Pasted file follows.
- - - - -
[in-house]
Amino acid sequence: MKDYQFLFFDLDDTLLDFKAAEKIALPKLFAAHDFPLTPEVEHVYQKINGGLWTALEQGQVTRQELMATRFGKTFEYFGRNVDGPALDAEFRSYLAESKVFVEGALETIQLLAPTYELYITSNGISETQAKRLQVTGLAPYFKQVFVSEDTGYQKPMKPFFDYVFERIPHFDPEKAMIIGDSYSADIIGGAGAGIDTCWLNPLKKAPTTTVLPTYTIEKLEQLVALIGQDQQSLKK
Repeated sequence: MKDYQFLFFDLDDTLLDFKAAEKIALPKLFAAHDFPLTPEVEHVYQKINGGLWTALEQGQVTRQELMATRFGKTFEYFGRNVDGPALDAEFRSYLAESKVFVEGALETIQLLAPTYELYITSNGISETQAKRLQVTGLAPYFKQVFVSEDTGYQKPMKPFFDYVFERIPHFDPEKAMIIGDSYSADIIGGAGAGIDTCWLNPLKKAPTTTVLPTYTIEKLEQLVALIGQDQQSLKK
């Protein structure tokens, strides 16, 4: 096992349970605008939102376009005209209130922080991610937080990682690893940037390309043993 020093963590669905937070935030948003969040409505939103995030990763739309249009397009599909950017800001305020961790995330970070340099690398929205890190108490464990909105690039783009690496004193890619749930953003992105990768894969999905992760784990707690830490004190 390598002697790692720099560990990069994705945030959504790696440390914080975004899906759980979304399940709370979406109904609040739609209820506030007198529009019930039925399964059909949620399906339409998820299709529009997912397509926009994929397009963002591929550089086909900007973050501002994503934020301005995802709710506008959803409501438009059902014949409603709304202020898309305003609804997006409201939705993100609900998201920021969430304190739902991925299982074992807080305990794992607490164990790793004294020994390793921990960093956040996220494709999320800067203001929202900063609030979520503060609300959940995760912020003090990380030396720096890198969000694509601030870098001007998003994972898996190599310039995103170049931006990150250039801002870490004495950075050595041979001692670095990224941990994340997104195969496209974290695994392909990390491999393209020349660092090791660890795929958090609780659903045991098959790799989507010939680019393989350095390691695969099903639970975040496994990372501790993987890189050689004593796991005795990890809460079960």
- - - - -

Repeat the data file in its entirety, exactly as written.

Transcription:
[in-house]
Amino acid sequence: MKDYQFLFFDLDDTLLDFKAAEKIALPKLFAAHDFPLTPEVEHVYQKINGGLWTALEQGQVTRQELMATRFGKTFEYFGRNVDGPALDAEFRSYLAESKVFVEGALETIQLLAPTYELYITSNGISETQAKRLQVTGLAPYFKQVFVSEDTGYQKPMKPFFDYVFERIPHFDPEKAMIIGDSYSADIIGGAGAGIDTCWLNPLKKAPTTTVLPTYTIEKLEQLVALIGQDQQSLKK
Repeated sequence: MKDYQFLFFDLDDTLLDFKAAEKIALPKLFAAHDFPLTPEVEHVYQKINGGLWTALEQGQVTRQELMATRFGKTFEYFGRNVDGPALDAEFRSYLAESKVFVEGALETIQLLAPTYELYITSNGISETQAKRLQVTGLAPYFKQVFVSEDTGYQKPMKPFFDYVFERIPHFDPEKAMIIGDSYSADIIGGAGAGIDTCWLNPLKKAPTTTVLPTYTIEKLEQLVALIGQDQQSLKK
């Protein structure tokens, strides 16, 4: 096992349970605008939102376009005209209130922080991610937080990682690893940037390309043993 020093963590669905937070935030948003969040409505939103995030990763739309249009397009599909950017800001305020961790995330970070340099690398929205890190108490464990909105690039783009690496004193890619749930953003992105990768894969999905992760784990707690830490004190 390598002697790692720099560990990069994705945030959504790696440390914080975004899906759980979304399940709370979406109904609040739609209820506030007198529009019930039925399964059909949620399906339409998820299709529009997912397509926009994929397009963002591929550089086909900007973050501002994503934020301005995802709710506008959803409501438009059902014949409603709304202020898309305003609804997006409201939705993100609900998201920021969430304190739902991925299982074992807080305990794992607490164990790793004294020994390793921990960093956040996220494709999320800067203001929202900063609030979520503060609300959940995760912020003090990380030396720096890198969000694509601030870098001007998003994972898996190599310039995103170049931006990150250039801002870490004495950075050595041979001692670095990224941990994340997104195969496209974290695994392909990390491999393209020349660092090791660890795929958090609780659903045991098959790799989507010939680019393989350095390691695969099903639970975040496994990372501790993987890189050689004593796991005795990890809460079960």